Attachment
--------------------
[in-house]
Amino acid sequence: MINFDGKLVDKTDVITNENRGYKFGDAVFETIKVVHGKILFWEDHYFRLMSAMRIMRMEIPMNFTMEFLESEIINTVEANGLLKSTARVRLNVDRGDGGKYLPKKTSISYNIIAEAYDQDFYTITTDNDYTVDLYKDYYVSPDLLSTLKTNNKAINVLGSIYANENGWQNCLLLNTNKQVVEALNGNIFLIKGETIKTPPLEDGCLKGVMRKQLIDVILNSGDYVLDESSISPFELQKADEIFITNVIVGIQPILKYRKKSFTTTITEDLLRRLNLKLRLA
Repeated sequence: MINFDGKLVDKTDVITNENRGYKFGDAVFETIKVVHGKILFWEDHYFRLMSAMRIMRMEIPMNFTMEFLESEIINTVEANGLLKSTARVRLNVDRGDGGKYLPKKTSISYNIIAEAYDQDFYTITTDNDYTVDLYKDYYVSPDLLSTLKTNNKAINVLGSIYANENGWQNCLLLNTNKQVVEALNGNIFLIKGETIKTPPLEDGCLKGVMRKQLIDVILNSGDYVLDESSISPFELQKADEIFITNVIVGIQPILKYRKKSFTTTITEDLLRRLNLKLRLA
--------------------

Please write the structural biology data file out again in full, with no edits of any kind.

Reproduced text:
[in-house]
Amino acid sequence: MINFDGKLVDKTDVITNENRGYKFGDAVFETIKVVHGKILFWEDHYFRLMSAMRIMRMEIPMNFTMEFLESEIINTVEANGLLKSTARVRLNVDRGDGGKYLPKKTSISYNIIAEAYDQDFYTITTDNDYTVDLYKDYYVSPDLLSTLKTNNKAINVLGSIYANENGWQNCLLLNTNKQVVEALNGNIFLIKGETIKTPPLEDGCLKGVMRKQLIDVILNSGDYVLDESSISPFELQKADEIFITNVIVGIQPILKYRKKSFTTTITEDLLRRLNLKLRLA
Repeated sequence: MINFDGKLVDKTDVITNENRGYKFGDAVFETIKVVHGKILFWEDHYFRLMSAMRIMRMEIPMNFTMEFLESEIINTVEANGLLKSTARVRLNVDRGDGGKYLPKKTSISYNIIAEAYDQDFYTITTDNDYTVDLYKDYYVSPDLLSTLKTNNKAINVLGSIYANENGWQNCLLLNTNKQVVEALNGNIFLIKGETIKTPPLEDGCLKGVMRKQLIDVILNSGDYVLDESSISPFELQKADEIFITNVIVGIQPILKYRKKSFTTTITEDLLRRLNLKLRLA